SEN. Special Education Needs. This is a huge umbrella covering many different issues; everything from ADHD and Dyslexia to ASD. With this umbrella usually comes the need for some kind of extra help in formal education. Of course, the government offers help and after reams of paper and long waits, students can get extra classes to help with specific things like dyslexia, as well as scribes and classroom assistants. These things are great, but they still require one thing: to learn at the same pace as everyone else, in the same environment.
The dyslexic student may take a while to read something, and will be slower in answering. The ADHD student may have trouble staying focused in a large classroom with a lot of distractions. The ASD simply may not handle general classroom chaos, and will need to go somewhere quiet. These are general examples, but each one leads to the students missing out on instruction and/or classroom practice.
I am often asked if I tutor “SEN kids”, and I happily say yes. My approach to all students is the same. They are individuals with certain needs, and my job is to help them understand their coursework. Working with SEN students just takes a little bit more time, and often a lot of patience. Students may fidget, want to get up and walk around… and that is okay! They’ve likely spent the previous 6 hours being forced to sit still! Frustration may come very quickly, and I have to be prepared to switch topics, change direction, or even take a short break. If a student does not understand a topic how it was presented at school, I have to be ready with other approaches.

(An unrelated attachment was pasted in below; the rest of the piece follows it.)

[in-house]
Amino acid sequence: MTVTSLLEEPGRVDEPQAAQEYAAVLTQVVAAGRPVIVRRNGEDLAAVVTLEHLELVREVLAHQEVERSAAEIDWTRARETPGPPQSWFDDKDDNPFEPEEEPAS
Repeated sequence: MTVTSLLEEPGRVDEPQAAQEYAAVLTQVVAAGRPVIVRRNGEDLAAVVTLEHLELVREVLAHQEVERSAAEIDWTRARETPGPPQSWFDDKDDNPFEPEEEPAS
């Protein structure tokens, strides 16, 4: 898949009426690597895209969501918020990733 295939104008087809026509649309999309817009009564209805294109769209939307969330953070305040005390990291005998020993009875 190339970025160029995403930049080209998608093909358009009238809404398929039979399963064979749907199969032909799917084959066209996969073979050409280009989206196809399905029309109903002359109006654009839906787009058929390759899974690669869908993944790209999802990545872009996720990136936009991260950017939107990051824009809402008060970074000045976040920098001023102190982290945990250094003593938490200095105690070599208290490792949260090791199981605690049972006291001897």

The biggest part of tutoring SEN students is simply getting to know them. Tutoring shouldn’t be stressful or “boring”, but helpful and as engaging as possible. Each student has their own ways of thinking, of processing, and of coping. The more I learn about them, the better equipped I am to help them learn. So if a student wants to sit upside-down in a chair while answering spelling questions..fine! If someone is super-excited about a video game and wants to talk about it…fine! That’s a great break between topics. And if a student has had enough of people and wants to sit in a play tent outside with me and chat, that’s fine, too.
Tutoring SEN kids can be a roller-coaster. There are breakdowns and bad days. I have to be flexible and sensitive, while trying to get them to learn just one more thing. The most important thing to remember is that these students are NOT “stupid” or “slow”, but just handle the world a bit differently. And some of the best rewards are the smiles on the parents’ faces as they see their child proud of themselves for doing well in school.
Have any questions? Contact Me!